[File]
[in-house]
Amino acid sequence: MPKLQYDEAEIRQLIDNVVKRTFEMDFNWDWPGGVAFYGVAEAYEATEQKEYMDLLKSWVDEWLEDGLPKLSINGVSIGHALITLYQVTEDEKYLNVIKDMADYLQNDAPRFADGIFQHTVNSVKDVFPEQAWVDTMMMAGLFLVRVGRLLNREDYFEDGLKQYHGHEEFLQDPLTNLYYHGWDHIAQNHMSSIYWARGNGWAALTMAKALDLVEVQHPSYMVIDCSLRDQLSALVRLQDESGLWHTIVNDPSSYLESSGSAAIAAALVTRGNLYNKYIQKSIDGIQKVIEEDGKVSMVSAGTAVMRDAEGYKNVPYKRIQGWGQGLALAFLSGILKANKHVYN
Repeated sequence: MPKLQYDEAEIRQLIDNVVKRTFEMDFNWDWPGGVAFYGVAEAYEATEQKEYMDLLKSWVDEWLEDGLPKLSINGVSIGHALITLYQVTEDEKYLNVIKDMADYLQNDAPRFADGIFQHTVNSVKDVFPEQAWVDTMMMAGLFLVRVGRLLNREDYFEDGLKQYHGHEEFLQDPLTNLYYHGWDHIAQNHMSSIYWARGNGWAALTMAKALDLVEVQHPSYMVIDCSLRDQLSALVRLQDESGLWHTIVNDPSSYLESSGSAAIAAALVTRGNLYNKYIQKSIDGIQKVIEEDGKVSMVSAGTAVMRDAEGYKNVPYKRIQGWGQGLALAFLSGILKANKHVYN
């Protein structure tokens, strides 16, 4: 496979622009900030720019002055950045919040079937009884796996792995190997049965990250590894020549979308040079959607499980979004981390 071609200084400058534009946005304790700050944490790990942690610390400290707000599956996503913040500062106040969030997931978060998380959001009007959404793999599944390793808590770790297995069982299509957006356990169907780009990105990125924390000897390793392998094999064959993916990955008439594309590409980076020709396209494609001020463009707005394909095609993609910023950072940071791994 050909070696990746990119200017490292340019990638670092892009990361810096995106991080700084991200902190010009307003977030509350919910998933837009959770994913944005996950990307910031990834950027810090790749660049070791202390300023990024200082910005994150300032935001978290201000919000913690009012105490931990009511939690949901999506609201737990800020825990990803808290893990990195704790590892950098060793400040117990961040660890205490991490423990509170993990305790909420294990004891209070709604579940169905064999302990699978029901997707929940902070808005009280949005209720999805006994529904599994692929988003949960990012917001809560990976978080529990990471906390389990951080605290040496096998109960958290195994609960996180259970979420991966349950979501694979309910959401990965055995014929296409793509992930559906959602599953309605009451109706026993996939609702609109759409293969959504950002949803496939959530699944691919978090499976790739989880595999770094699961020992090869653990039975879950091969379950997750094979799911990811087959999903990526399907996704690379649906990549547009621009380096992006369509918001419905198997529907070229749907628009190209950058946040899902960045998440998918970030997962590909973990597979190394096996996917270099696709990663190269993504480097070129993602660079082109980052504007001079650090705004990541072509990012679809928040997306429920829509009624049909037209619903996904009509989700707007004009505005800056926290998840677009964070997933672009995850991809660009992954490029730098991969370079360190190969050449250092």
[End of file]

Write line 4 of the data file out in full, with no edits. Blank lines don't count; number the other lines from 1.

């Protein structure tokens, strides 16, 4: 496979622009900030720019002055950045919040079937009884796996792995190997049965990250590894020549979308040079959607499980979004981390 071609200084400058534009946005304790700050944490790990942690610390400290707000599956996503913040500062106040969030997931978060998380959001009007959404793999599944390793808590770790297995069982299509957006356990169907780009990105990125924390000897390793392998094999064959993916990955008439594309590409980076020709396209494609001020463009707005394909095609993609910023950072940071791994 050909070696990746990119200017490292340019990638670092892009990361810096995106991080700084991200902190010009307003977030509350919910998933837009959770994913944005996950990307910031990834950027810090790749660049070791202390300023990024200082910005994150300032935001978290201000919000913690009012105490931990009511939690949901999506609201737990800020825990990803808290893990990195704790590892950098060793400040117990961040660890205490991490423990509170993990305790909420294990004891209070709604579940169905064999302990699978029901997707929940902070808005009280949005209720999805006994529904599994692929988003949960990012917001809560990976978080529990990471906390389990951080605290040496096998109960958290195994609960996180259970979420991966349950979501694979309910959401990965055995014929296409793509992930559906959602599953309605009451109706026993996939609702609109759409293969959504950002949803496939959530699944691919978090499976790739989880595999770094699961020992090869653990039975879950091969379950997750094979799911990811087959999903990526399907996704690379649906990549547009621009380096992006369509918001419905198997529907070229749907628009190209950058946040899902960045998440998918970030997962590909973990597979190394096996996917270099696709990663190269993504480097070129993602660079082109980052504007001079650090705004990541072509990012679809928040997306429920829509009624049909037209619903996904009509989700707007004009505005800056926290998840677009964070997933672009995850991809660009992954490029730098991969370079360190190969050449250092």